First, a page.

The Brandon-area producer has been integrating field-scale research into his normal commercial operation for years, drawn from Gurr’s desire for more relatable data. He wanted concrete data on farm management on a field scale, as well as data that was tailored for his farm’s circumstances. His multi-year farm-level trials soon became a hit with his fellow Manitoba farmers, leading Gurr to turn his trials into an independent research company.

The company has since been tapped for third-party product testing by companies like Agrotain or Proline, providing some of the independent efficacy data that both Gurr and Bartley say is sorely needed.

Bartley also warned producers to vary only one or two treatments and keeping all else — other products, seeding, etc. — constant.

“We still need small-plot research,” he said. “It’s really important and it allows us to really understand the fundamentals of why or what is going on in the trial. In many cases, you can test multiple different things and you can figure out maybe a combination of treatments… when you’re doing on-farm testing, you need to keep it simple.”

Producers looking to stress test a specific treatment or product are prime candidates for field-scale trials, Bartley said, “but if you really don’t know what’s going on, or if there’s multiple different treatments that are going on, that’s more suitable for a small-plot setting.”

Research and farm flow

Bryce MacMillan, of Marquette, says his two years of on-farm research have been largely complication free.

“When we first got into it, I was a little bit hesitant,” he said. “I was sort of concerned by how much time was going to be taken putting in the crop and taking the crop off, but after our second experience doing it, (it was) virtually flawless — no problems as far as harvesting the crop in the fall.”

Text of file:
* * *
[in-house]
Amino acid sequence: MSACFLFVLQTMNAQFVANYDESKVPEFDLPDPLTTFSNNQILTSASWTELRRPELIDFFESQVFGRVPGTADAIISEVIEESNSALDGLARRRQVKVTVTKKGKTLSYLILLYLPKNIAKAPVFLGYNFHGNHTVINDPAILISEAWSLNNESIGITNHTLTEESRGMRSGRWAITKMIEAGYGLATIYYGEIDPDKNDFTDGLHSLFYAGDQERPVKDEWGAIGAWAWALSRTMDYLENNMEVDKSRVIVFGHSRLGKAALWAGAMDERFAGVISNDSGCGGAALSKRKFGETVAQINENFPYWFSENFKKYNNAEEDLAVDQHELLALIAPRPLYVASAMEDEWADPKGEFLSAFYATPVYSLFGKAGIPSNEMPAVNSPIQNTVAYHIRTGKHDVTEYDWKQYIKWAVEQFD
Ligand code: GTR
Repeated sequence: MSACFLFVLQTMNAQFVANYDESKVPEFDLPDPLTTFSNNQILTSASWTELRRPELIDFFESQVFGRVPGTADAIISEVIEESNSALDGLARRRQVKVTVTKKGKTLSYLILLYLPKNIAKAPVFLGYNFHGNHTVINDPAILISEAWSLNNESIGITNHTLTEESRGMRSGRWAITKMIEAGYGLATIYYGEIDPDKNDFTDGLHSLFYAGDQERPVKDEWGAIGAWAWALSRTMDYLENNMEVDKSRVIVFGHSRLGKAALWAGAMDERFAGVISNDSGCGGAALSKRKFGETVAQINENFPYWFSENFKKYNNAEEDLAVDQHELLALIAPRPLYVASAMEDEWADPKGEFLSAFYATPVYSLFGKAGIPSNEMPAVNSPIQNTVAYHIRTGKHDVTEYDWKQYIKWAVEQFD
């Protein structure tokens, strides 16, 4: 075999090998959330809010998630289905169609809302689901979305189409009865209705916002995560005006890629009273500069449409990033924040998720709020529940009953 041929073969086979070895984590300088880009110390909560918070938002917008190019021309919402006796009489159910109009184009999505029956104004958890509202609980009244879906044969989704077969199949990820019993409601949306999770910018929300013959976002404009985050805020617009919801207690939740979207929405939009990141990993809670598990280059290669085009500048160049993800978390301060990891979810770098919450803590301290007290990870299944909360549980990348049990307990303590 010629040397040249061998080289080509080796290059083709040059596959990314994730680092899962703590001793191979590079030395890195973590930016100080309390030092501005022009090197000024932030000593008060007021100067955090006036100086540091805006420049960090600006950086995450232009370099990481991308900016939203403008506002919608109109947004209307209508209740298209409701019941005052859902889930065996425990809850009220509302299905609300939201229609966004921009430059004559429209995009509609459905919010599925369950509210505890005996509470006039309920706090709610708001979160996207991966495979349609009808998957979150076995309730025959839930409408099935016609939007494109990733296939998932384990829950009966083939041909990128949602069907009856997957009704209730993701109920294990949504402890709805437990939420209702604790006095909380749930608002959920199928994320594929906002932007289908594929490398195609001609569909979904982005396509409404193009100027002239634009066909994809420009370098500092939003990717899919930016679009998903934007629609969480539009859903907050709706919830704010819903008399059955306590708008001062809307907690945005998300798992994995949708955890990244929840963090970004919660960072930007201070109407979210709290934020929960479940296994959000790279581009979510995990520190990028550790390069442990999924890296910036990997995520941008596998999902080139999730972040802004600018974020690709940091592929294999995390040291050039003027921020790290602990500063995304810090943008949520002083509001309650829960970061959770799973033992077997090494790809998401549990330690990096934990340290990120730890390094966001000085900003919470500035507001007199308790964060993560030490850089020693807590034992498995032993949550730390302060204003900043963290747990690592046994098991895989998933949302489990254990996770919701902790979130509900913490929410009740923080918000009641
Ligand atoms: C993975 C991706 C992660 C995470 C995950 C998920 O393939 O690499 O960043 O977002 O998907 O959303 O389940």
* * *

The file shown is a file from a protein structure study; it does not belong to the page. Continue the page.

In retrospect, MacMillan says he might have been more concerned about cleaning plots up in fall his first year, something that might have sped up harvest.

Harvest delay might stem some enthusiasm, Bartley admitted to the Ag Days audience. At the same time, he argued, the few minutes’ delay to properly measure and record data may pay big dividends in informed management decision.

Gurr says his own process is relatively streamlined by now, despite the scale of on-farm research that his operation presents on a yearly basis.

“Really, for us, the amount of time that we’re sacrificing is really just where the grain cart (is) standing still rather than unloading on the go,” he said.

For a basic trial, he estimates that lag at about 15 minutes a load.

“You’ve got to focus on the economics of these trials you’re doing,” he said. “I know harvest can be a hectic time and if you’re not able to do it in a timely fashion, I know that can be a barrier, for sure.”

Farmers may also want to consider how harvest can skew data, according to Bartley. Harvesting in a single day with the same combine sidesteps any variability between equipment or weather conditions, he said, while lodged crops should be harvested in the same direction.

Both Bartley and MacMillan advised farmers to start small, but not to back away from the scientific process if they want to start their own trials.

About the author


Alexis Stockford

Alexis Stockford is a journalist and photographer with the Manitoba Co-operator. She previously reported with the Morden Times and was news editor of  campus newspaper, The Omega, at Thompson Rivers University in Kamloops, BC. She grew up on a mixed farm near Miami, Man.